Date of Award


Degree Type


Degree Name

Doctor of Philosophy in Resource Economics


Resource Economics

First Advisor

Tim Tyrrell


Great Salt Pond on Block Island, Rhode Island is a favorite site for recreational boaters in New England. However, overcrowding causes congestion and water pollution problems during summer. The Department of Environmental Management has closed the Pond to shellfishing every summer since 1986. Residents feels that recreational boaters are to blame and should take responsibility for controlling the problems. Recreational boaters, on the other hand, feel that they have already paid enough in docking and shellfishing license fees. The use of Pond is a source of conflict between these two groups.

This research uses the contingent valuation method to derive the demand functions for the "uncrowdedness" and water quality of the Pond. Consumer surplus associated with current quality levels, a measure of social welfare, can be evaluated using these demand functions.

Theoretically, a complete simultaneous equation system might be established which describes the behavior of four groups that influence or are influenced by the Pond: recreational boaters, local residents, local business owners, and government agencies. However, due to insufficient data, this model could not be estimated. Instead, independent models were estimated for boaters and residents, and approximate relationships were derived for business owners and government agencies.

Four different policies were analyzed using the model of the four groups. Each policy is concerned with the number of boats allowed in the Pond during a weekend. Congestion and water quality of the Pond are both affected by the number of boats staying in the Pond during a fixed period. Each policy results in different changes to the environmental qualities of the Pond. As a result, consumer surplus changes and the analysis thereby permits a comparison of policies.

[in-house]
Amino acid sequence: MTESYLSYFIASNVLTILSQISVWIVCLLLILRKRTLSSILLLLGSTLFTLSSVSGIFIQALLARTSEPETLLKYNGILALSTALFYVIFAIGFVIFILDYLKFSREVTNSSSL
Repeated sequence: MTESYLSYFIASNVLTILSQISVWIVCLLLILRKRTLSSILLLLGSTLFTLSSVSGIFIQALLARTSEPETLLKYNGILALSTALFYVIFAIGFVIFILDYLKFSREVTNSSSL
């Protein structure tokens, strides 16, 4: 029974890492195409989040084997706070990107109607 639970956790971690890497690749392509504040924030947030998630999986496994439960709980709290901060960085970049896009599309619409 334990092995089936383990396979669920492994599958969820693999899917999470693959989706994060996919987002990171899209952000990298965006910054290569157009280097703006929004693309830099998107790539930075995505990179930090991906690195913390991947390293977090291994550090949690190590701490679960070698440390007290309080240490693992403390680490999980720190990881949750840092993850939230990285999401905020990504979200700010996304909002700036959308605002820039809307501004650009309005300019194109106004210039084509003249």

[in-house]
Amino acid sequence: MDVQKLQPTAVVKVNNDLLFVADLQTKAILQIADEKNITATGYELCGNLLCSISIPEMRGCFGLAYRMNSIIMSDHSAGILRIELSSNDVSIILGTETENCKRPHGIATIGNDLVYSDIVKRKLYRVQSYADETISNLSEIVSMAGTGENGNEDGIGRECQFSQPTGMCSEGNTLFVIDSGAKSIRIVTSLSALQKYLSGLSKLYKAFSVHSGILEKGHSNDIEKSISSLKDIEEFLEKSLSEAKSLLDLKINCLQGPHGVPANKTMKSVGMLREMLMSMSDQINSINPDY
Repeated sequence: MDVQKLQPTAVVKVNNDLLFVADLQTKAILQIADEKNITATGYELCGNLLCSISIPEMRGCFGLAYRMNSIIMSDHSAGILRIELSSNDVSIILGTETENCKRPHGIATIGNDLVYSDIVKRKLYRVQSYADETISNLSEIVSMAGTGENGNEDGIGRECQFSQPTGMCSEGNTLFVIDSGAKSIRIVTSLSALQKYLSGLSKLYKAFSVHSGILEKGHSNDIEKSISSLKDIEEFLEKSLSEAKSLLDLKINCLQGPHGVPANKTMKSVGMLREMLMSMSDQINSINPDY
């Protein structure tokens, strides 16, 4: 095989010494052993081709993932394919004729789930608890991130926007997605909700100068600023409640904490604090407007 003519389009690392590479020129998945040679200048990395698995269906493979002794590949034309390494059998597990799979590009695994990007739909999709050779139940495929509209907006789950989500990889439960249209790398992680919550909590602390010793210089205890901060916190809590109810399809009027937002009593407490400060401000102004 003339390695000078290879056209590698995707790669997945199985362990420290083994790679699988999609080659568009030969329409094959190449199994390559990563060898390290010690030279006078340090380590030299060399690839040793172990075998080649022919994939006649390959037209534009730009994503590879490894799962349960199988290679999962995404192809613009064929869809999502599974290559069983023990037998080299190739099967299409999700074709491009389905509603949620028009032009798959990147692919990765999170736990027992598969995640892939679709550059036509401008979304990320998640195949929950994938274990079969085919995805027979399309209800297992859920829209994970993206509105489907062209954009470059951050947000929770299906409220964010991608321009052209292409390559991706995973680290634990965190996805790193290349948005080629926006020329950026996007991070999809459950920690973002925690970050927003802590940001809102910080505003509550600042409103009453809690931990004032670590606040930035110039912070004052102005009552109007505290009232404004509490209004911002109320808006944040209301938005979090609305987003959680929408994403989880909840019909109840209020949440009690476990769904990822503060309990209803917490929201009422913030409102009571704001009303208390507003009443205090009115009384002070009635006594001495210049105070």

The first policy is to adopt the National Shellfish Sanitation requirement of 106ft3 of water per boat. It implies a limit of 430 boats in the Pond. The second policy, based on hydrographic study, would limit the number of boats to 712. The third policy is not to limit the number of boats but to prohibit sewage discharge into the Pond. The fourth policy is the current policy of no limits on boats or discharges.

The analytical results reveal that the best policy of the four is to build a pumpout station and sewage treatment facility, prohibit sewage discharge but put no constraints on the number of boats allowed in the Pond. Although the congestion level of boats in the Pond will increase, the consumer and producer surplus gains from improved water quality outweigh the loss. Furthermore, sales tax revenues exceed the cost of the new facility. The second best policy is that of limiting the number of boats allowed in the Pond during each weekend to 712. By this restriction, the environmental quality of the Pond can be maintained at acceptable levels without excessive sacrifice of business profits or sales tax revenues.



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